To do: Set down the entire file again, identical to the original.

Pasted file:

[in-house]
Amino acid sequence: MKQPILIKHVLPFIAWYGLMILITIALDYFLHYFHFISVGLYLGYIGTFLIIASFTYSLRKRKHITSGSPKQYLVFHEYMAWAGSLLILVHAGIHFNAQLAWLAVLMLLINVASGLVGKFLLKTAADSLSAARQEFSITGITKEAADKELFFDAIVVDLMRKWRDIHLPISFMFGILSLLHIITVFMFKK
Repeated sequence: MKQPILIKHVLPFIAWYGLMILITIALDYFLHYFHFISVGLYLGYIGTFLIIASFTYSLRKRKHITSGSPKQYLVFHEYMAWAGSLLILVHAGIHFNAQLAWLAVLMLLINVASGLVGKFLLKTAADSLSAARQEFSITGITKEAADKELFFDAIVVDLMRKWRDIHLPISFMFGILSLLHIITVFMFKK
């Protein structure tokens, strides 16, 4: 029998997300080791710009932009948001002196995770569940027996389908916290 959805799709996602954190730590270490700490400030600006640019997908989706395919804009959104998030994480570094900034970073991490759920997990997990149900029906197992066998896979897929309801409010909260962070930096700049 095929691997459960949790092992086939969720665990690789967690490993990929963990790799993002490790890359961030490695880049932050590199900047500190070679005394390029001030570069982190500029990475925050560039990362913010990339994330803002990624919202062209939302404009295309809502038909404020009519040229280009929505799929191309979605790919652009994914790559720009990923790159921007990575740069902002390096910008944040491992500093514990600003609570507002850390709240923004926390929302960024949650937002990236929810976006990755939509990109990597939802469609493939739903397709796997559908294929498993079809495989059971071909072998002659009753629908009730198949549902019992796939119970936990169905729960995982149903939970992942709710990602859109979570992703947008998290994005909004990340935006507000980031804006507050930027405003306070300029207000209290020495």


[in-house]
Amino acid sequence: MKQPILIKHVLPFIAWYGLMILITIALDYFLHYFHFISVGLYLGYIGTFLIIASFTYSLRKRKHITSGSPKQYLVFHEYMAWAGSLLILVHAGIHFNAQLAWLAVLMLLINVASGLVGKFLLKTAADSLSAARQEFSITGITKEAADKELFFDAIVVDLMRKWRDIHLPISFMFGILSLLHIITVFMFKK
Repeated sequence: MKQPILIKHVLPFIAWYGLMILITIALDYFLHYFHFISVGLYLGYIGTFLIIASFTYSLRKRKHITSGSPKQYLVFHEYMAWAGSLLILVHAGIHFNAQLAWLAVLMLLINVASGLVGKFLLKTAADSLSAARQEFSITGITKEAADKELFFDAIVVDLMRKWRDIHLPISFMFGILSLLHIITVFMFKK
């Protein structure tokens, strides 16, 4: 029998997300080791710009932009948001002196995770569940027996389908916290 959805799709996602954190730590270490700490400030600006640019997908989706395919804009959104998030994480570094900034970073991490759920997990997990149900029906197992066998896979897929309801409010909260962070930096700049 095929691997459960949790092992086939969720665990690789967690490993990929963990790799993002490790890359961030490695880049932050590199900047500190070679005394390029001030570069982190500029990475925050560039990362913010990339994330803002990624919202062209939302404009295309809502038909404020009519040229280009929505799929191309979605790919652009994914790559720009990923790159921007990575740069902002390096910008944040491992500093514990600003609570507002850390709240923004926390929302960024949650937002990236929810976006990755939509990109990597939802469609493939739903397709796997559908294929498993079809495989059971071909072998002659009753629908009730198949549902019992796939119970936990169905729960995982149903939970992942709710990602859109979570992703947008998290994005909004990340935006507000980031804006507050930027405003306070300029207000209290020495």